Logs are the hubs that help identify the root of any problem within the system. Therefore, since they have correlation IDs, it becomes simpler to track problems. This feature is handy for enterprises as their logs tend to be distributed across multiple servers and applications. Consolidated logging empowers them to monitor service delivery through cloud-based applications and diagnose issues more quickly.

Increase Organizational Resiliency

Resiliency refers to the ability of your system to respond to failure while remaining functional throughout. It's impossible to avoid failure. Therefore, when an issue occurs, the focus is on returning to a fully operational state as quickly as possible.

Application Resiliency

By embracing the inevitability of partial failures, we can prioritize creating resilient applications that can recover quickly. That said, cloud-native applications are inherently resilient because of how they are made. Due to constant monitoring and automated systems, they can detect and mitigate any issues with the infrastructure. The applications can automatically restart, scale out, or redistribute themselves to another node.

With the cloud, the assumption is that resiliency is in-built, and that is true. Moreover, you can further improve resiliency by continuously monitoring and testing the underlying system.

Not every cloud system will have the same threats, and more often than not, the threat vectors are highly dependent on the organization's business objectives. The better the planning and feedback monitoring, the better the cloud resilience. This makes cloud-native environments the preferred choice in today's market.

Easier Resolution of Problems

Issue resolution is a crucial part of service management because it directly impacts the user's experience. This is why problem resolution has a designated place in the ITIL framework, which forms the basis of enterprise service management (ESM). The process typically involves a combination of these steps:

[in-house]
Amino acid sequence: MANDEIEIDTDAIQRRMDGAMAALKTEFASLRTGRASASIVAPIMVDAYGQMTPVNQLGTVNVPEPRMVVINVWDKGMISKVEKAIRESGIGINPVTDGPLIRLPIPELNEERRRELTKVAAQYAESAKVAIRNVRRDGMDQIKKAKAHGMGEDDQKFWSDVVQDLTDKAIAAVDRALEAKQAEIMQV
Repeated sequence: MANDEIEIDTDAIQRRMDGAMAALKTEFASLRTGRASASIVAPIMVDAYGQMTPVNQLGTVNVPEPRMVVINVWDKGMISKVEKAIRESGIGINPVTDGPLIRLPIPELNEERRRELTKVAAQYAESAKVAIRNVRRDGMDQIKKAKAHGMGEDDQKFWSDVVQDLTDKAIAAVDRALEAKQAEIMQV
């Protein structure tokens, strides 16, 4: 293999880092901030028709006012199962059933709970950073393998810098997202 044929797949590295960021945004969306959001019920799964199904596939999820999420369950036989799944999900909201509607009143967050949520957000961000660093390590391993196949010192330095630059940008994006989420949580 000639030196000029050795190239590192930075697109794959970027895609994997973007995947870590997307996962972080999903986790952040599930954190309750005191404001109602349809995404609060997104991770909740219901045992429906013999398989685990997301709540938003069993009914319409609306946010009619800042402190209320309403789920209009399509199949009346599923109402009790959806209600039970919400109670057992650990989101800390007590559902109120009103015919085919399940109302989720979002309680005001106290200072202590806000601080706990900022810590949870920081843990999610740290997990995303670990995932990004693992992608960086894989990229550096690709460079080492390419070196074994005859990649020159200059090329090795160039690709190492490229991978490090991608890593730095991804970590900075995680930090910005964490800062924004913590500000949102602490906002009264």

• Simplify the focus of the problem — Use a fallback now and identify the core issue later.
  • Decide what the result of a fix looks like — This provides clarity about what to expect.
  • Problem-solving in stages — Enables you to keep testing and iterating based on the feedback.
  • Know that your resolution process works — Choose the right indicators for success and document resolution processes.
  • Be open to trial and error — Try different things to fix the problem.

Cloud-native applications make this process easier because they use continuous monitoring systems, consolidated logging, and automated processes. Whenever the system encounters an issue, it can recover using approaches like asynchronous communication, implementing fallback options, and circuit breaker patterns. The goal is for the system to be up and running in the shortest time possible.

Creating Positive Business Impact

The decision to adopt cloud-native solutions for your business must be made from your end user's perspective. If deploying such architecture within your organization improves the service delivery process, the positive impact will be evident.

Consider the following ways by which businesses can observe this impact.

Scalability

Deploying and testing applications on the cloud is much easier than in an on-premise setup. This means that when new applications need to be tested or launched, the time to deployment is shorter. Moreover, its flexibility of usage allows companies to scale their applications when strategic changes occur.

User Experience

Any strategic change within the organization must keep the end user in mind. The change can be achieved by automating workflows to remove redundancies, which builds an end-to-end delivery system that promotes visibility and efficiency.

Service design is at the core of a seamless user experience, so adopting cloud technologies enables faster service delivery and improved user experience. It results in increased user satisfaction and trust in your business.

Cost Reduction

The costs of an on-premises setup are very high, sometimes totaling millions of dollars. Moreover, they are primarily self-managed and require additional resources to maintain them.

When organizations shift to the cloud, they only pay for what they provision, and they can scale as and when their business requires. In addition, costs for deployment and testing are lower in cloud-native environments, making them a desirable option for cost optimization.

Conclusion

Overall, the benefits of cloud-native environments for service management are multifold. They enable companies to use newer technologies like microservices and containers to optimize their server setup.

Optimizing and migrating their setup empowers them to increase the resiliency of their internal systems, which in turn creates a positive impact in the forms of scalability, improved user experience, and decreased operating costs.

If you’re looking to explore the possibilities of the cloud for your business, you can learn more on E7 Solutions.